Courtesy of Mike Wise Photography
It is 7 p.m. on a Wednesday, and senior golfer Brad Smith is still on the course. He is almost ready to go home, but he just wants to get this last chip perfect. It doesn’t quite feel right, and he knows he will have to make it in his upcoming tournament. After a few more chips, however, darkness tells him it is time to leave.
Besides, he doesn’t want to keep his wife waiting.
This is the college life for Smith, one filled with school, golf and marriage. It is not that of a typical senior in college, a Division I athlete and certainly not of a typical husband.
But for Brad and his wife, Carmen Smith, their relationship has never operated on a typical schedule, and they are OK with that.
The two started dating when Brad, 22, was finishing up his senior year of high school. Carmen, about 16 months older at 23, had just completed her freshman year at Indiana. They knew they would be going in different directions, but that didn’t ruin their relationship. They did what was necessary to make it work.
“It was difficult at times, but we just made the trips and visits to each other,” Carmen said. “I probably came here a little bit more because of his golf schedule, but we just had to really trust each other and make it a priority to see each other when we could.”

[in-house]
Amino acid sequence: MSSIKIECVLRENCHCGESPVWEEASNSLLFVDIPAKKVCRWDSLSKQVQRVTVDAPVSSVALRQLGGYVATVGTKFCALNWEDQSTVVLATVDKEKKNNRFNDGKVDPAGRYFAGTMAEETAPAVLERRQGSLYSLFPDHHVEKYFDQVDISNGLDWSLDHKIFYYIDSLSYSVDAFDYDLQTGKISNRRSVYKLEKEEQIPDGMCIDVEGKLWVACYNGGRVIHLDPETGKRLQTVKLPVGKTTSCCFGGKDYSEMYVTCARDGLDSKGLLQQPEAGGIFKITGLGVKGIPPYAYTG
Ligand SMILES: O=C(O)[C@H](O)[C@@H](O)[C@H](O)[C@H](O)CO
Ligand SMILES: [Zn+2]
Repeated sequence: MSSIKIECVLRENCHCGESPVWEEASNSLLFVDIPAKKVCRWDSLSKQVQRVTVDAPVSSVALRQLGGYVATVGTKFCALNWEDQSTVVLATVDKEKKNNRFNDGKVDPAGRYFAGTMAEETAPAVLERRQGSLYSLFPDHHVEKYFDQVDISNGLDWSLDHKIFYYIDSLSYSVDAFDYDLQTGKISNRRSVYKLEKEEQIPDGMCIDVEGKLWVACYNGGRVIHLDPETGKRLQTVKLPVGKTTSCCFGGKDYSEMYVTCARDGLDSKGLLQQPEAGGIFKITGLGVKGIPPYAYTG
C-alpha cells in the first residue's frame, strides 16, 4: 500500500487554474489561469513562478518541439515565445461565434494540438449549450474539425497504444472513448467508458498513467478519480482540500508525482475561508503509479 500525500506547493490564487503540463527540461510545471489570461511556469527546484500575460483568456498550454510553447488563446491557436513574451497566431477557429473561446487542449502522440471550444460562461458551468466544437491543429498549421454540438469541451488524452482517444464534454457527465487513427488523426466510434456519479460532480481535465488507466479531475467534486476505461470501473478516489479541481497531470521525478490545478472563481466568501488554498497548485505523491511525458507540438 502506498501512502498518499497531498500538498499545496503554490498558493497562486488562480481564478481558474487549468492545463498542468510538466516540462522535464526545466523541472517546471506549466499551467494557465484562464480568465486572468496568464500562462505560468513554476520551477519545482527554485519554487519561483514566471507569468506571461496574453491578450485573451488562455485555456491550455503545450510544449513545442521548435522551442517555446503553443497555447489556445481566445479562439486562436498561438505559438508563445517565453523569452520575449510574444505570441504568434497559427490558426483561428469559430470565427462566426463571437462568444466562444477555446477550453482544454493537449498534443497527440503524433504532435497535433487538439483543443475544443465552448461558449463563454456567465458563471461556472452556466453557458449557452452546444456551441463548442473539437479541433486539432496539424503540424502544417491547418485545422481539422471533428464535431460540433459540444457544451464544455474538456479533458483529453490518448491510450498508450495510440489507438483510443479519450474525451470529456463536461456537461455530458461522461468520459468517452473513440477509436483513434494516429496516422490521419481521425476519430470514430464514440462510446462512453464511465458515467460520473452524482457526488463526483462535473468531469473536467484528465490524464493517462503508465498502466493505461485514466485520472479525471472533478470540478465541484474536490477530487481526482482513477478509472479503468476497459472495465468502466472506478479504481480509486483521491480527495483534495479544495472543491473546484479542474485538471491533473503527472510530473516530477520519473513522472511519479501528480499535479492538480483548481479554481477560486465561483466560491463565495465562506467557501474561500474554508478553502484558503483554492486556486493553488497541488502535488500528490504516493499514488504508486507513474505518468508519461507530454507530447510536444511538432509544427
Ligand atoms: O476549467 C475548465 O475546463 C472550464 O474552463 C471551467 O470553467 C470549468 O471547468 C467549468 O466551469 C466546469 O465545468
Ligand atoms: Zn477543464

After about three years of managing a long-distance relationship, Carmen graduated from Indiana and Brad said he felt like the time was right. So, during the winter break of Brad’s junior year, he proposed.
Carmen said that although they had talked about it before, she was surprised, thinking he would wait until his senior year.
While Carmen was surprised, Brad’s friend and senior teammate Bo Hoag was on a different level.
“I can’t tell you how shocked I was, not necessarily that he was going to get married — it’s just that I’ve never had a friend or anybody my age get married,” Hoag said.
Hoag, along with three other seniors on the golf team – Michael Cress, Tanner Murphy and Evan Wood – was in the wedding party in August.
Brad said the five came in together as a recruiting class and did everything together from freshman year on.
Although he and Carmen now live in an apartment in Dublin, he uses golf as a mandatory hang-out time to see his best friends. He also gets to go home to Carmen every night, a new luxury that might be helping his golf game.
“With being long distance it was usually just a phone call every night,” Carmen said. “Living with him now, I will be with him the night before he has a huge tournament, so just living together and being able to talk about it whenever we want has helped him.”
Brad is having his best season. He leads the 24th-ranked Buckeyes (81-39, 23-9 Big Ten) with most rounds under par, and has four top-20 finishes in tournaments, including a win at the Florida Atlantic University Spring Break Championship on his way to a Big Ten Golfer of the Week award. His eighth-place finish at the Robert Kepler Intercollegiate tournament this weekend helped OSU to third place.